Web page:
As Jackson and his second, Thomas Overton, left the dueling field, Overton noticed that one of Jackson's boots was filling with blood. Jackson had been shot. Dickinson had aimed for his heart, but Jackson, standing sideways and wearing bulky clothing over his thin frame, had misled him as to his anatomy. Jackson suffered several broken ribs and a bullet that lodged in his chest, so close to his heart that it could never be removed. Jackson was to say later, "I should have hit him if he had shot me through the brain."


Henry VIII Weds Jane Seymour, 1536

Portrait by Hans Holbein
Jane Seymour was the third wife of Henry VIII. He became engaged to her on the day following Anne Boleyn's execution. She was said to have been Henry's favorite wife -- possibly because she was the only one to give him a son, but almost certainly also because she didn't live long enough to annoy him.

Jane had been a lady in waiting to both Katherine of Aragon and Anne Boleyn. She was said to have a child-like face and a modest demeanor. The court took a very different turn once Jane became queen. Gone were the extravagant entertainments of Anne Boleyn's court, and instead there was a strict observation of court protocol and decorum. There were rules about such details as how many pearls could be sewn into a lady's skirt. Of course, the French fashions that Anne had introduced to court were now banned.

Although generally not getting involved in political matters, Jane did endeavor to restore the Princess Mary to the line of succession. Henry refused, but Jane did manage to reconcile the two on a personal level.

Jane gave birth to the future King Edward IV on October 12th, 1537. Her labor lasted two days and three nights. She died on October 24th, 1537, of complications from the delivery, probably either a retained placenta or puerperal fever.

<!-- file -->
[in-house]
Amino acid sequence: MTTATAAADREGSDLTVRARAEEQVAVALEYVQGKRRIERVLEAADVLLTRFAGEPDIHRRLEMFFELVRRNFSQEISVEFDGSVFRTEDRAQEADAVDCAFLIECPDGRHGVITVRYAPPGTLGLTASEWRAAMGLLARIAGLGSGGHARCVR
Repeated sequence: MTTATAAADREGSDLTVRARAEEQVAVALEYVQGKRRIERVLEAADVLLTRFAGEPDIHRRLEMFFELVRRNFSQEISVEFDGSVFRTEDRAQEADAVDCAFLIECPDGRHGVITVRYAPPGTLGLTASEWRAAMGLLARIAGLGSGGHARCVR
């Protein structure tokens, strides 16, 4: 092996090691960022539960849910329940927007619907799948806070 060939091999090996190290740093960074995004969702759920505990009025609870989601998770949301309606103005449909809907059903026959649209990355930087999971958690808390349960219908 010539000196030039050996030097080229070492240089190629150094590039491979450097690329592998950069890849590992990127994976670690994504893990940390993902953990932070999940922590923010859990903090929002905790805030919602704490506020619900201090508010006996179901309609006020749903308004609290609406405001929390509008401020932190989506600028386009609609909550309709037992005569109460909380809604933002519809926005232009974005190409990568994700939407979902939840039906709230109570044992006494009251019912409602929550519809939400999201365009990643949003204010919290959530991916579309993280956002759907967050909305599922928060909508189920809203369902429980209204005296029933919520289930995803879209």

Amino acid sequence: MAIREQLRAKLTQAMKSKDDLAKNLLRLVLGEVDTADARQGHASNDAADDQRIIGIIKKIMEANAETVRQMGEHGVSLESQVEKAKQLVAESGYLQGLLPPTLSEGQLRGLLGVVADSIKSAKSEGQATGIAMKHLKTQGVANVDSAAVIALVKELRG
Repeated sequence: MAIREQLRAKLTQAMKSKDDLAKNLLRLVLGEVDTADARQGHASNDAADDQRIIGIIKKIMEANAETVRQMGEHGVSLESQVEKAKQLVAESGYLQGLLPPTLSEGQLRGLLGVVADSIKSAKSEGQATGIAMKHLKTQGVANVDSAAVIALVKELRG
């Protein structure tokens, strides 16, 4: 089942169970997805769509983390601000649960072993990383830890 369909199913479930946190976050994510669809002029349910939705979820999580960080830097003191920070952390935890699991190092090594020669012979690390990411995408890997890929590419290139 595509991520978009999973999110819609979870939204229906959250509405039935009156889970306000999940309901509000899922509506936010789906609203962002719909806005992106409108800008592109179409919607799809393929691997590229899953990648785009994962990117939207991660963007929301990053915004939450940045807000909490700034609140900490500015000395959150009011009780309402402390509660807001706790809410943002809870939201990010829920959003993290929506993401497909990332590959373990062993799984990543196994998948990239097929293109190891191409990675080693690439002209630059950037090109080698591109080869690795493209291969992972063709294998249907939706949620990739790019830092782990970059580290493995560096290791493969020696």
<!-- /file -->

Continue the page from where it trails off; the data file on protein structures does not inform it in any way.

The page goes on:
Pearl Hart Robs a Stage Coach, 1899

Pearl's mug shot.
It was one of the last stage coach robberies of the Old West. Even more amazing, it was performed by a woman.

Pearl Hart was born Pearl Taylor in 1861 in Lindsay, Ontario, the daughter of religious and affluent parents. At the age of 16 she eloped with a young man named Hart -- Brett, William, or maybe Frank, take your pick, details about his name are a little contradictory. He was said to be a rake and a gambler, and undoubtedly a drunkard as well. Pearl soon found him abusive and returned to her parents. The couple would separate and reconcile several times throughout their marriage. The pair had two children, which Pearl left in the care of her mother.

At the age of 22, Pearl and her husband attended the Chicago World's Fair where he worked as a midway barker. Pearl was fascinated by the Wild West shows, and, when the Fair was over, she went to Colorado with a piano player named Dan Bandman. Soon she split with Bandman, and went from town to town working as a cook, singer, and probably a prostitute. She was said to enjoy the benefits of tobacco, alcohol, and morphine.

In 1898, Hart was working in Mammoth, Arizona, either working as a cook, or running a brothel near a local mine. When the mine closed, her income dried up. She also received a message from her mother, who was seriously ill and wanted her to return, but she had no money for travel.